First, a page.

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How This Openly Gay Student Body President Helped Foster LGBT Inclusion at Notre Dame Bryan Ricketts • Notre Dame
5,500 Hoosiers Urge Governor-elect to Stand Against LGBT Discrimination in 2017 November 22, 2016

Though the movement to pass statewide LGBT non-discrimination protections suffered a setback on Election Day, advocates for equality are already moving ahead with a plan to encourage Governor-elect Eric Holcomb to take up the issue, which polls show a record majority of Hoosiers support.

Delivery Twitter

That was the message supporters sent today, in the form of 5,500 petition signatures delivered to the Governor-elect by Freedom Indiana urging him to support legislation protecting lesbian, gay, bisexual and transgender individuals from discrimination. The delivery was planned to coincide with Organization Day, the yearly occasion when lawmakers—including the Governor—start planning their legislative agenda for 2017.

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The petition reads, in part:

“As Governor, you have a chance to restore Indiana’s reputation by working alongside the majority of fair-minded people across the state to affirm that Hoosier Hospitality isn’t just a thing we talk about—it’s who we are at our core. Please stand firm against any attempt to discriminate against LGBT Hoosiers and as you set forth your agenda upon taking office, affirm your support adding gender identity and sexual orientation protections to our civil rights law.”

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Chris Paulsen, campaign manager for Freedom Indiana, delivered the signatures along with Kit Malone, who serves as Freedom Indiana’s trans educator. Paulsen said the outpouring of letters is a clear rebuke to what lawmakers have pursued legislatively over the last two years, including the disastrous Religious Freedom Restoration Act.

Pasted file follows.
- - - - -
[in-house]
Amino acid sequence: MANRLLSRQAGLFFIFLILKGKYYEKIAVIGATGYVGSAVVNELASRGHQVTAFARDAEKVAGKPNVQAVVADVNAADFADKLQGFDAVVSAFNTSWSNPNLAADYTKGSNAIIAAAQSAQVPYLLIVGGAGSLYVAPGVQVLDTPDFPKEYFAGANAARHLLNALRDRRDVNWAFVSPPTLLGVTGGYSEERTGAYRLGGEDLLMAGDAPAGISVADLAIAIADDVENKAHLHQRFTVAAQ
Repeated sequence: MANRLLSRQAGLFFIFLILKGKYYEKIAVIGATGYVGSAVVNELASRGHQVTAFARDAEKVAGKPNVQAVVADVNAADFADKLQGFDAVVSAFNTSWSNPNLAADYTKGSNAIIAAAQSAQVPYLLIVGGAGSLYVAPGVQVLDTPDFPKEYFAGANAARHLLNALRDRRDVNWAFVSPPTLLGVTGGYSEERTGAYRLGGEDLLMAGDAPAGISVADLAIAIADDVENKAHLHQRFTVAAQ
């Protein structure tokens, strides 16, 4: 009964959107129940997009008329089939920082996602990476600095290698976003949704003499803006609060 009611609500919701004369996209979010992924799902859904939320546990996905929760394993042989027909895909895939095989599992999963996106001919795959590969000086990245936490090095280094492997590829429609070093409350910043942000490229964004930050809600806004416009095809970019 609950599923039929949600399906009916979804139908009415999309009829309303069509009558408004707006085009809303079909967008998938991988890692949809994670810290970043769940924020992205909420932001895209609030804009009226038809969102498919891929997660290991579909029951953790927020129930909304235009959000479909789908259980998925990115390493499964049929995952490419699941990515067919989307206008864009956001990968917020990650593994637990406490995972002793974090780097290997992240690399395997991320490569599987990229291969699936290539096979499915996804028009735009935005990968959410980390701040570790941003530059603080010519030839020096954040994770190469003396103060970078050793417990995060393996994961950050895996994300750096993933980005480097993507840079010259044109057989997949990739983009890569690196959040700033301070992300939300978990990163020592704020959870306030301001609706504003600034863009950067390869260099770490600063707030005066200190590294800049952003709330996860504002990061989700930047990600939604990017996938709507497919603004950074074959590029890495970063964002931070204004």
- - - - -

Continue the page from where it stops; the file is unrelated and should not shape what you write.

“The vast majority of Hoosiers want to turn the page on this dark time in our state. Gov.-elect Holcomb has the opportunity to repair the damage that has been done to Indiana and our brand of Hoosier hospitality by ensuring LGBT individuals are protected from discrimination. Our state’s economy, reputation and the lives of LGBT people have been harmed because of this dangerous and discriminatory law. We must take steps to ensure that everyone is welcome to live and work in Indiana.”

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In the nearly two years since lawmakers first proposed RFRA, Indiana has lost nearly $60 million in economic investment and seen its national reputation as a welcoming place tarnished. The law has spurred thousands of individual Hoosiers as well as 500 of the state’s leading employers raise their voices about how RFRA has harmed them and the people they care about.

Today’s action is the first step in what will hopefully be a concerted effort next year by lawmakers to repeal RFRA and enact comprehensive non-discrimination protections statewide.